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Re: Q&A: Initial considerations for international web sites

From: Najib Tounsi <tounsi@emi.ac.ma>
Date: Tue, 17 Jun 2003 11:59:10 +0000
Message-Id: <a05111b01bb14a568b0cb@[]>
To: Martin Duerst <duerst@w3.org>, "Arko, Phil" <phil.arko@scr.siemens.com>, "'public-i18n-geo@w3.org'" <public-i18n-geo@w3.org>

At 18:13 -0400 16/06/03, Martin Duerst wrote:
>I think this is a very good start.
>But I think first we have to think about what "international web site"
>means. It could be:
>- Site in one language, but for an international audience
>- Multilingual site (and there are various ways a site can be
>   multilingual)
>- Site in a language other than English (?)
>- A 'secondary' site in that its content is translated/adapted from
>   another one

Hi Martin,

I think that Offices sites fall into (are close to) these two last 
cases. More over,  those sites which use other alphabets,  have non 
English-like languages  and parts of their content is 
translated/adapted from W3C site.

The last case may then be
- A site (why secondary) where contents might be translated/adapted 
from another one.

Regards Najib

>- One of multiple sites with coordinated content in different languages
>The issues and considerations, and the answers, are different
>for different cases.
>Regards,    Martin.
>At 19:47 03/06/11 -0400, Arko, Phil wrote:
>>Below is the revised Q&A
>>I have taken out references to codes and markup languages in the main
>>sections of this Q&A. Because this is meant to act somewhat like an
>>introduction to our area, I felt that it was important to include some
>>mention of these in order to provide the reader with suggested next steps
>>(those being to learn a little more about each of the standards mentioned).
>>I discussed them briefly under "Further information."
>>Questions & Answers:  Initial considerations for international web sites
>>What are some topics to consider when creating websites for an international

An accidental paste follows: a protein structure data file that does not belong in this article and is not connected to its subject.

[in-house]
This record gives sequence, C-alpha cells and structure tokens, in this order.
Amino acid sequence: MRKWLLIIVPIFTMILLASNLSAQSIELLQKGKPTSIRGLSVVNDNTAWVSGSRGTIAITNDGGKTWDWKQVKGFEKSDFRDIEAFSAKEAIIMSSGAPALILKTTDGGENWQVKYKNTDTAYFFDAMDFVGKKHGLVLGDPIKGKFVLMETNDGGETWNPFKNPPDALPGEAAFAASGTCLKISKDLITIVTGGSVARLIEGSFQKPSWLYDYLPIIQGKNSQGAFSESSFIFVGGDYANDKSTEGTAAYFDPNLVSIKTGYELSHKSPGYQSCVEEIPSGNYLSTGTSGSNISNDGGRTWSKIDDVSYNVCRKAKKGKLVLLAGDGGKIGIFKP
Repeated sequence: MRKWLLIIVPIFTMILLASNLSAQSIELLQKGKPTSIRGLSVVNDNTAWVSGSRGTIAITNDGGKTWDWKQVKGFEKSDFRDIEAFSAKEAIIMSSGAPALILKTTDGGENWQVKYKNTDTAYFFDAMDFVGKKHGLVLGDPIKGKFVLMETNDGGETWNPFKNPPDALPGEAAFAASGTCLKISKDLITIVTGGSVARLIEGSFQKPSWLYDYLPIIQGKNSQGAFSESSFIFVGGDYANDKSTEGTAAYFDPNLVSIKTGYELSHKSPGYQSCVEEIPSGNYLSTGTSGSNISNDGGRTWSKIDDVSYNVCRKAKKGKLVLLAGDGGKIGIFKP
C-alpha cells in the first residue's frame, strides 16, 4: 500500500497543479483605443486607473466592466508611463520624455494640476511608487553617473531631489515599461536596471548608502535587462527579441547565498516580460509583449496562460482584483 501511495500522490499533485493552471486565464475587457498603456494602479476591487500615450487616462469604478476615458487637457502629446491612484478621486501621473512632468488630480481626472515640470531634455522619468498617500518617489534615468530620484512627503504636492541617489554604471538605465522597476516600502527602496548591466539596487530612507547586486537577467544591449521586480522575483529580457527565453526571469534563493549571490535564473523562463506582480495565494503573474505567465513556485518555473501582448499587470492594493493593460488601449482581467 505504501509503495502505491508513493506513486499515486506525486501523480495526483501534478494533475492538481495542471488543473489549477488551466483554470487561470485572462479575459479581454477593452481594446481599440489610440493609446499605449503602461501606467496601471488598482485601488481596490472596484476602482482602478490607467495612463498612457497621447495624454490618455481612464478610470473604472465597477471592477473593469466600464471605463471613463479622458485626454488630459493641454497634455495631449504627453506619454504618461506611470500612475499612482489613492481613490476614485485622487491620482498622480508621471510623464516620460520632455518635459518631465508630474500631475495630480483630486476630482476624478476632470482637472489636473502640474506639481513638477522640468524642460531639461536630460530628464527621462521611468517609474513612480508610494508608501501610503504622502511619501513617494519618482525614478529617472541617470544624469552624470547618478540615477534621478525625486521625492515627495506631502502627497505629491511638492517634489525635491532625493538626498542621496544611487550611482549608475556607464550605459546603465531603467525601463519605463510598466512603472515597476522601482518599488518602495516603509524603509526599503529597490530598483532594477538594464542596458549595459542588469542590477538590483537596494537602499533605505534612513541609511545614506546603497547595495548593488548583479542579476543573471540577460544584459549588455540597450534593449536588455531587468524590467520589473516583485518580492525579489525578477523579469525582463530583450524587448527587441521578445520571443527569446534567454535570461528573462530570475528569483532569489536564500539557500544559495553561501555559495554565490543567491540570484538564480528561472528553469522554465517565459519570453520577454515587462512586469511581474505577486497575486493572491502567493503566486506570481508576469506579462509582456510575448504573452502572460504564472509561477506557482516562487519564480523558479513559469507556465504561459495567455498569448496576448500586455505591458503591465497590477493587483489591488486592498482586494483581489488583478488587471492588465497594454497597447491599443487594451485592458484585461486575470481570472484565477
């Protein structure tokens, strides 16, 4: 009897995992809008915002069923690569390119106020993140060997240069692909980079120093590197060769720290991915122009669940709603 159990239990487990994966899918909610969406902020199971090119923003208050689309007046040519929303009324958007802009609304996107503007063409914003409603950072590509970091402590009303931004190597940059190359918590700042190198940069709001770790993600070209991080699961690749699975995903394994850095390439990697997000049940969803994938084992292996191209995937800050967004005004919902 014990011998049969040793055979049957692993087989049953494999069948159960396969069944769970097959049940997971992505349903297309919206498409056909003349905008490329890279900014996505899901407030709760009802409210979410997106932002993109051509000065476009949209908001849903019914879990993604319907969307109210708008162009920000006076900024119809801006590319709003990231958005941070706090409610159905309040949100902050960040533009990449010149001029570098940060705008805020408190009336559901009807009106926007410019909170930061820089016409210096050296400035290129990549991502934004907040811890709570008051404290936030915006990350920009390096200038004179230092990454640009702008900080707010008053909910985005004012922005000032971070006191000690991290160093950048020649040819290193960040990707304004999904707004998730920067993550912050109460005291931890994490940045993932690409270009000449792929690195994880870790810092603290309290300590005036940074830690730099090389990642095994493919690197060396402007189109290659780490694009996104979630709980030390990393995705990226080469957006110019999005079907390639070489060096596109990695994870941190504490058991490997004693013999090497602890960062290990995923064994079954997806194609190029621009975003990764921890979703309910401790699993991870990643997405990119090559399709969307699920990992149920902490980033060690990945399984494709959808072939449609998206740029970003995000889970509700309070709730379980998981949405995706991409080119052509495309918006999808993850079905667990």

>>People from around the world can view your content on websites. Because much
>>of what we find on the web is written with a specific demographic in mind,
>>it is often the case that people outside of that demographic misunderstand
>>what has actually been intended. The formatting and presentation of text has
>>very specific regional and cultural requirements that need to be addressed
>>if the content is to be properly understood.
>>A typical challenge is to ensure that characters display correctly for the
>>end user. Web pages can easily accommodate English, Germanic, and Romance
>>languages, but what happens when an occasional foreign word or name is used?
>>In the past, a quick solution was to use an inline graphic to display the
>>character. Another method was to copy and paste the desired character from
>>another program into the web page. While the result might look correct for
>>one user, there is no guarantee that every user will see the same text.
>>There are many variables that might need to be considered, such as the font,
>>operating system, browser software, etc. These concerns are becoming
>>increasingly important as users move toward mobile and other non-standard
>>browsing devices.
>>As many languages read from right to left, the ability to include such
>>content becomes an even greater challenge. In addition to identifying the
>>proper characters, there also needs to be a method of properly handling this
>>Some cultures use a comma as a thousands separator and a period as a decimal
>>point, while other cultures use the period and comma, respectively. For